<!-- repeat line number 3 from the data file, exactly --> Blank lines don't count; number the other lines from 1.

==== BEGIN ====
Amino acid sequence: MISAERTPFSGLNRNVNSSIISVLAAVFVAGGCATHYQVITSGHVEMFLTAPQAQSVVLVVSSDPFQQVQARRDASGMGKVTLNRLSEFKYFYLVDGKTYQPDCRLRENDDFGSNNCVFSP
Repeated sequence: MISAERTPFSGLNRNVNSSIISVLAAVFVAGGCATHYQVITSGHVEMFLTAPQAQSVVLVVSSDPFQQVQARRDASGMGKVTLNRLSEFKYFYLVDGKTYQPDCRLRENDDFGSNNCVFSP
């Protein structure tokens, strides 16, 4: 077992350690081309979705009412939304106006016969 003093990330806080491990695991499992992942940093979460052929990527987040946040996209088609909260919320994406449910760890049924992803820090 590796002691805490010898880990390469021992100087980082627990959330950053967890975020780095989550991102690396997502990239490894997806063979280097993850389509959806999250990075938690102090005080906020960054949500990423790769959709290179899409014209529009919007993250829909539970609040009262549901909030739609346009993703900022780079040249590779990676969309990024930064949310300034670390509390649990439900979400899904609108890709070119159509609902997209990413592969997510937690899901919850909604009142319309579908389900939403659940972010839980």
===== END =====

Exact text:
């Protein structure tokens, strides 16, 4: 077992350690081309979705009412939304106006016969 003093990330806080491990695991499992992942940093979460052929990527987040946040996209088609909260919320994406449910760890049924992803820090 590796002691805490010898880990390469021992100087980082627990959330950053967890975020780095989550991102690396997502990239490894997806063979280097993850389509959806999250990075938690102090005080906020960054949500990423790769959709290179899409014209529009919007993250829909539970609040009262549901909030739609346009993703900022780079040249590779990676969309990024930064949310300034670390509390649990439900979400899904609108890709070119159509609902997209990413592969997510937690899901919850909604009142319309579908389900939403659940972010839980």